There I keep the books that speak to my heart more than my head, AA’s Big Book is there, a few of Harriet Lerner’s classics, and my collection of Zen and Buddhist writings. But, there are also a few political books tucked away in there — Reefer Nation, which I’ve still not gotten to, and Slow Food, which I have, among others. This is truly a hodgepodge at the moment. Good to know; I’ll revisit this spot after the post hits. Seems like a good place to start.
There are two bookshelves in my office. You’ve seen them before:
The first one, to my right as I sit at my desk, is a built-in bookshelf. It’s in balsam fir and pine grown here on the land. This one holds the remains of my memoir collections (sorted by various sub-genres); books on writing and editing; and books on travel. These are the topics that currently make up my life, I tell myself.
And, tucked away on the fifth shelf down, is the first book I ever had published, the textbook on stuttering (cleverly entitled Stuttering) that I co-authored with my speech pathology professor husband (C.W. Starkweather, for those who need to catch up).
Off to my left is the metal and glass baker’s rack I bought over forty years ago when I lived in Ohio.
It used to have brass edges on each shelf. Time has a way of changing the look of us all, even book shelves. It’s been repainted its original flat black twice already. And, I now see it could use another coat. I’ll do that this summer.
On the top shelf is my collection of Bertrand Russell books, which I haven’t looked at since I finished his two-volume autobiography many years ago and fell in love with him — the fact that he was long dead by then, totally irrelevant.
I had them packed up to store a few weeks ago, but couldn’t bring myself to put him in the dark. If I knew someone would love him the same as I do, I might consider passing them on. But oh how I would miss him.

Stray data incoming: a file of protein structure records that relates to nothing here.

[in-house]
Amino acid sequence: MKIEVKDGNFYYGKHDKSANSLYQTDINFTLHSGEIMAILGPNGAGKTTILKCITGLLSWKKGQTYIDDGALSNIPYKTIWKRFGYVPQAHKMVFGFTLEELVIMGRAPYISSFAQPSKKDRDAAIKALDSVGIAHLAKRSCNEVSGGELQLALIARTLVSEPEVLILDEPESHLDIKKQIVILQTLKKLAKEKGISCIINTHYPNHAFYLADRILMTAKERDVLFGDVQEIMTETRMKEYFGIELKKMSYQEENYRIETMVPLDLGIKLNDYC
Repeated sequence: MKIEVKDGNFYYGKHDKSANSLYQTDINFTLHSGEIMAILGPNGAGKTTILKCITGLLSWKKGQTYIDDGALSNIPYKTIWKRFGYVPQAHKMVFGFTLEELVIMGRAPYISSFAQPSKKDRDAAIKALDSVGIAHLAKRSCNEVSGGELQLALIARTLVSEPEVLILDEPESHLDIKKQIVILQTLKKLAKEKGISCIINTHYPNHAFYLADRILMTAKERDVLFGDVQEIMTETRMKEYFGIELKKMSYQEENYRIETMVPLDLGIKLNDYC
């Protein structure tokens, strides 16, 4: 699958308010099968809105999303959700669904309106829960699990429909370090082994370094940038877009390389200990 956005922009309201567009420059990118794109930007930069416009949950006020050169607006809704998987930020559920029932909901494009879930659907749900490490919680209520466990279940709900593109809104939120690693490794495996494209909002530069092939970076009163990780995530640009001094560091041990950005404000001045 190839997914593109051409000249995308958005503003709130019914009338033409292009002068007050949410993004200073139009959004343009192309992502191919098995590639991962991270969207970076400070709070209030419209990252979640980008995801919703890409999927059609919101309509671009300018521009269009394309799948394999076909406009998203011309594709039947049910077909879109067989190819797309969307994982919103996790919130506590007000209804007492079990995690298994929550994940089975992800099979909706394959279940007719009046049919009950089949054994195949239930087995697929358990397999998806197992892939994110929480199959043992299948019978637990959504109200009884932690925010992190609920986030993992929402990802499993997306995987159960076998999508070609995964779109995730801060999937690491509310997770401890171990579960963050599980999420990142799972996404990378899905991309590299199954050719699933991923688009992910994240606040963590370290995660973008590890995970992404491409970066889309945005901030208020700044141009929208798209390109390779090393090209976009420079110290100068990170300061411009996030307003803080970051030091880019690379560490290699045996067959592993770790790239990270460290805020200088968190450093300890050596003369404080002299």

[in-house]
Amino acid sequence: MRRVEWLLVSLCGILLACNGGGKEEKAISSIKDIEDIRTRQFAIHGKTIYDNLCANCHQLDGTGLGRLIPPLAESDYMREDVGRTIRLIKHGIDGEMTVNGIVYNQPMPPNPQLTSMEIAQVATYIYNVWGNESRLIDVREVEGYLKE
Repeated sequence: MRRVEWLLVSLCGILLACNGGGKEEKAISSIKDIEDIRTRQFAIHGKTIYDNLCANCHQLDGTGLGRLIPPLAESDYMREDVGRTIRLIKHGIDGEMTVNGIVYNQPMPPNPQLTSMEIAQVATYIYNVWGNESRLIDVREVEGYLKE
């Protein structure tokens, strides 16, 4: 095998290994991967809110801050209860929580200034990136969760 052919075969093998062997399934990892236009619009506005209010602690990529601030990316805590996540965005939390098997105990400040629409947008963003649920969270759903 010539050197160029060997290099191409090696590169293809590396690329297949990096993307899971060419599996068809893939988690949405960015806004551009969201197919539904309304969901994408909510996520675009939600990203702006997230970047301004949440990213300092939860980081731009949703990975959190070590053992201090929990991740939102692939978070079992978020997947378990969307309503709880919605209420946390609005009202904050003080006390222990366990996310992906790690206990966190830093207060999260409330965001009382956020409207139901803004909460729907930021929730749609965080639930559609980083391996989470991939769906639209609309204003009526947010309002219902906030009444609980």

The second shelf holds my books on culture and other old friends. I see Selma Fraiberg’s Magic Years is there, a lovely book for first time moms, as I was when I read it, over and over and over; I recommend it highly.
My copy of Smart Girls, Gifted Women lives there as well; written in 1985, it’s an excellent book for understanding the cultural challenges facing young girls in fulfilling their potential. It helped me understand myself better too.
The two bottom shelves hold the remnants of my music collection. Do you listen to music when you write? I often do. This too could use another good culling. These days I often listen to Pandora or my own iTunes playlists while I write. Do I really need the “hard copies?”
Behind me as I sit at my desk, I have a short shelf with books tucked in; of course I do. Those are my classics on writing: William Zinsser, Natalie Goldman, Sue William Silverman, Lisa Dale Norton, and Julia Cameron live there. Along with my nearly antique CD, radio, and cassette player.
I moved one of my bookshelves downstairs to the living room a few months ago — along with most of the books from my various graduate and undergraduate school lives that were in it. They are old friends that once served me well. I still live with the hope that I will read them again. Someday. When I have time. Or refer to them. Or at least remember them. I like seeing them.
At the other end of the living room, we have a built-in shelf (yes, again from home grown trees) filled with books that feel more like those books visitors look through while waiting for you to return to the room. Movie scenes often add a sense of judgment to the perusal.
I won’t go into those; you’ll have to visit and judge for yourself.
I want my office to feel more spacious, to no longer hold me fixed to the past. I want to sort through, cull, let go of, and pass on . . .
First, I’ll make another pot of tea.
How about you? How do you sort out your books, your papers, your growing collections of whatever? How do you fend off the promise of “Someday” and “Just in case”?
REMINDER! Have you filled out my 2019 Survey Monkey? Just a few more days until it closes.
NEXT WEEK: Let’s take a closer look at this thing we call choice. It’s got my curiosity going. Not sure yet where we’ll end up, but I’m on a roll.